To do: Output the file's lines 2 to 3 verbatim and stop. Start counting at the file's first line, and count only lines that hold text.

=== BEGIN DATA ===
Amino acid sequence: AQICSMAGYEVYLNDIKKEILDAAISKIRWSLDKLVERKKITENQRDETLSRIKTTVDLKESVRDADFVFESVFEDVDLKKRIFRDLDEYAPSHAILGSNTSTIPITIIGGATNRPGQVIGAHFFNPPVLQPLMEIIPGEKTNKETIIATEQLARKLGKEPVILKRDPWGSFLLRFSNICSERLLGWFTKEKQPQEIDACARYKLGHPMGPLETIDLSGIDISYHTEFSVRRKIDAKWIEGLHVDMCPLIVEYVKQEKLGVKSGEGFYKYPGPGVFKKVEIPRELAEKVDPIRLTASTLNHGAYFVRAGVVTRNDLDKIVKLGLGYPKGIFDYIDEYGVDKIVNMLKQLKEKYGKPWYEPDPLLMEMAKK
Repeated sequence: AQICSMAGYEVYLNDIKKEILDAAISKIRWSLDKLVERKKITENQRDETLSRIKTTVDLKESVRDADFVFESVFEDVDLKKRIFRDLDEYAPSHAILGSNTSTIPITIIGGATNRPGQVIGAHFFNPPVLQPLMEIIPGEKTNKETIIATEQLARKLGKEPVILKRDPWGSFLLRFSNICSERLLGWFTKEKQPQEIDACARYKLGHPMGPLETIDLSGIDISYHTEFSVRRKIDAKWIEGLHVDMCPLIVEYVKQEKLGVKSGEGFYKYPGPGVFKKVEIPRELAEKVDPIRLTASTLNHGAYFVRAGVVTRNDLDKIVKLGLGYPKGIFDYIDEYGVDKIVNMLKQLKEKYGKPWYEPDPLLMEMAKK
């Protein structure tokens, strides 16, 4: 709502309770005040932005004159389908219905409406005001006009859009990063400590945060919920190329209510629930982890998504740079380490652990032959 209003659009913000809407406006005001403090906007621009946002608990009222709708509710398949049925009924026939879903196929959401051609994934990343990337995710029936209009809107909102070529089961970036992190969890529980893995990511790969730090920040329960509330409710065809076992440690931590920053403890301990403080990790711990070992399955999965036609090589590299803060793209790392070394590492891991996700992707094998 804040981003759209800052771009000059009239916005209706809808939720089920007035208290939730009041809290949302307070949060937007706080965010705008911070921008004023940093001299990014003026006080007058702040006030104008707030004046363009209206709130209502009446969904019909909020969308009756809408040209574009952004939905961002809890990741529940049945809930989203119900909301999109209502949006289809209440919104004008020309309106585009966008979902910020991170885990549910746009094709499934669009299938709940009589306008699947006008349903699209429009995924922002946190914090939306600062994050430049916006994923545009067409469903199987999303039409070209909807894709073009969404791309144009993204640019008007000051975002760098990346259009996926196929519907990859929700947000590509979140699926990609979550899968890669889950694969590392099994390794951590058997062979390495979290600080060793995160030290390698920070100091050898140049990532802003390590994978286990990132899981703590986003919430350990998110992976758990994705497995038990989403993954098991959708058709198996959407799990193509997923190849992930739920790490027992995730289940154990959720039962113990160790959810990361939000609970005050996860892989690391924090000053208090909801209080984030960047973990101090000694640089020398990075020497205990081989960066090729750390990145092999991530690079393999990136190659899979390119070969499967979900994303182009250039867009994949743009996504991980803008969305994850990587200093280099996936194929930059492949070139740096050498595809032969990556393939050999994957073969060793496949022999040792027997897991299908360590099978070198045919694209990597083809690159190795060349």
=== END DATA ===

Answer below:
Repeated sequence: AQICSMAGYEVYLNDIKKEILDAAISKIRWSLDKLVERKKITENQRDETLSRIKTTVDLKESVRDADFVFESVFEDVDLKKRIFRDLDEYAPSHAILGSNTSTIPITIIGGATNRPGQVIGAHFFNPPVLQPLMEIIPGEKTNKETIIATEQLARKLGKEPVILKRDPWGSFLLRFSNICSERLLGWFTKEKQPQEIDACARYKLGHPMGPLETIDLSGIDISYHTEFSVRRKIDAKWIEGLHVDMCPLIVEYVKQEKLGVKSGEGFYKYPGPGVFKKVEIPRELAEKVDPIRLTASTLNHGAYFVRAGVVTRNDLDKIVKLGLGYPKGIFDYIDEYGVDKIVNMLKQLKEKYGKPWYEPDPLLMEMAKK
């Protein structure tokens, strides 16, 4: 709502309770005040932005004159389908219905409406005001006009859009990063400590945060919920190329209510629930982890998504740079380490652990032959 209003659009913000809407406006005001403090906007621009946002608990009222709708509710398949049925009924026939879903196929959401051609994934990343990337995710029936209009809107909102070529089961970036992190969890529980893995990511790969730090920040329960509330409710065809076992440690931590920053403890301990403080990790711990070992399955999965036609090589590299803060793209790392070394590492891991996700992707094998 804040981003759209800052771009000059009239916005209706809808939720089920007035208290939730009041809290949302307070949060937007706080965010705008911070921008004023940093001299990014003026006080007058702040006030104008707030004046363009209206709130209502009446969904019909909020969308009756809408040209574009952004939905961002809890990741529940049945809930989203119900909301999109209502949006289809209440919104004008020309309106585009966008979902910020991170885990549910746009094709499934669009299938709940009589306008699947006008349903699209429009995924922002946190914090939306600062994050430049916006994923545009067409469903199987999303039409070209909807894709073009969404791309144009993204640019008007000051975002760098990346259009996926196929519907990859929700947000590509979140699926990609979550899968890669889950694969590392099994390794951590058997062979390495979290600080060793995160030290390698920070100091050898140049990532802003390590994978286990990132899981703590986003919430350990998110992976758990994705497995038990989403993954098991959708058709198996959407799990193509997923190849992930739920790490027992995730289940154990959720039962113990160790959810990361939000609970005050996860892989690391924090000053208090909801209080984030960047973990101090000694640089020398990075020497205990081989960066090729750390990145092999991530690079393999990136190659899979390119070969499967979900994303182009250039867009994949743009996504991980803008969305994850990587200093280099996936194929930059492949070139740096050498595809032969990556393939050999994957073969060793496949022999040792027997897991299908360590099978070198045919694209990597083809690159190795060349």